Sunday, May 18, 2008

A Triple Dose of Inspiration

"Life is not about you -- it's about what you can do for someone else."
- Johnnie Bass, program director at The Salvation Army of Washtenaw County's Staples Family Center

I had an extremely long and busy week, but what made it meaningful is that I attended three events that were both extremely motivational and inspirational. Now, I'll be the first to admit that I'm an empathetic sap and it doesn't take much to put a lump in my throat! But, the events I attended confirmed the old cliche that love really does make the world go 'round.

My first inspiring event of the week was the Washtenaw Community College Foundation Women's Council luncheon in Ann Arbor. The annual luncheon honors three local "unsung heroes" who quietly add to their community with a "can do" attitude, hard work, creativity and intelligence. Two of the women honored this year, Johnnie Bass and Ginny Johansen, have put forth much time and energy throughout the years to serve The Salvation Army of Washtenaw County. Johnnie has spent the past 12 years of her life helping women and their families who have encountered difficult situations get back on their feet as program director at the Staples Family Center, a 90-day homeless shelter operated by TSA-WC. Ginny spent years on the advisory board of TSA-WC and has dedicated her life to providing education and help to those who need it most. These two women were so humbled and gracious for these awards. They do what they do because they are truly passionate about serving those in need, so listening to their words as they accepted their "unsung hero" awards definitely brought a majority of the audience to tears. It was great to witness a community come together to honor and celebrate the selflessness and hard work of these women, and I was proud to be there on behalf of TSA-WC to celebrate with them.

Event number two -- the Ringling Bros. Barnum & Bailey circus presents Bellobration. Yes I know, it's the circus..and how the heck can the circus be inspiring? Let me explain. L-Pan and I had the opportunity to travel to Columbus and see the Bellobration circus event (work-related, not purely for our personal enjoyment!) After the show, we got to chat it up with some of the performers in the show. Lauren and I sat with Tina and Brian Miser, the human cannonballs who literally end the show with a bang when they shoot out of a ginormous cannon. What I found to be most inspiring about them is that they are raising their four-year-old daughter Skylar at the same time as they are performing 50 weeks out of every year in the circus. The best part is that they absolutely love it. Most people would find it really difficult, and even somewhat strange, to want to raise children while touring with a circus. But Tina and Brian are no different than any other family. In fact, they have the privilege of spending more time with their daughter than many parents who work 40 plus hours a week. It was amazing to listen to this couple share their life story with us and show us just how normal and genuinely happy a circus family can be.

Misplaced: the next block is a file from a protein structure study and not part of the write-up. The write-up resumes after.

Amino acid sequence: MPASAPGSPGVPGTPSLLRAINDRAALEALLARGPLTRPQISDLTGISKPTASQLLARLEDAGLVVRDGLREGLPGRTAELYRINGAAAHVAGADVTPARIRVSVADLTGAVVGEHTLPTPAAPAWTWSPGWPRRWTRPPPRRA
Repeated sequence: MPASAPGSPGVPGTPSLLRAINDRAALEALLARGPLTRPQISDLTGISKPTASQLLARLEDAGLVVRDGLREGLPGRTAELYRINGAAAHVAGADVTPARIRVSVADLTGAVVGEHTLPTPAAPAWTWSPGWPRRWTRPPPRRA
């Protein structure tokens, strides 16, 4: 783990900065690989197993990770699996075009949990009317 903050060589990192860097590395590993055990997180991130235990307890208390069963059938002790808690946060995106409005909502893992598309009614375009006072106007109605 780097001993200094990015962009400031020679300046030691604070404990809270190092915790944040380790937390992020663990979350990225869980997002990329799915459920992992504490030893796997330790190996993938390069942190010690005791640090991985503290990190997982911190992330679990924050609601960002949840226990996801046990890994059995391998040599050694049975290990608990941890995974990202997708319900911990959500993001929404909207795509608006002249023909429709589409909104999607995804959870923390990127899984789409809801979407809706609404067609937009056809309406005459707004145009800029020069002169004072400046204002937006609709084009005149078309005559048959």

Final inspiring event of the week -- Forgotten Harvest Comedy Night. The mission of Forgotten Harvest is to relieve hunger in the Detroit metropolitan community by rescuing prepared and perishable food and donating it to emergency food providers. Check out this link for some staggering statistics about hunger in our area. Panera Bread donated more than $56,000 to Forgotten Harvest this past year (as well as a ton of leftover goods) and was also a presenting sponsor of Comedy Night, so I got to sit front and center at the event. There was a silent auction during the event, and if my memory is correct, I believe the auctioneer stated that 95 cents of every dollar donated during the auction would help provide meals to hungry people in our community. I couldn't believe how many people did not hesitate to bid and overbid on items! There was also a portion where the auctioneer invited people to join him on stage and simply donate different levels of money. After 10 minutes, the stage was full. All of those big-hearted people who donated their dollars will have the satisfaction of knowing that every dollar donated that night will provide six meals to our hungry neighbors. Now while my bank account and salary didn't quite allow me to contribute the type of money being donated last night, the graciousness of the audience inspired me.

I've said this before and I'll say it again -- I will continue to play my small part of helping those in need (volunteering, helping students/friends with resumes and finding jobs, ringing bells and donating to The Salvation Army's red kettles). And one day when I'm financially stable enough and student loans aren't hanging over my head, I will contribute even more. Things are rough in our community right now, for many reasons. It's a great thing to be able to say you've helped someone in need -- whether through monetary donations or by volunteering your time. Because as Ms. Bass so eloquently stated, life really isn't all about you -- it's about what you can do for someone else.

1 comment:

Rachel .:. A Step Ahead said...

You begin with a very inspiring quote. I'll have to keep it in mind!

And how great is your job? I mean, you get to go to the circus! :)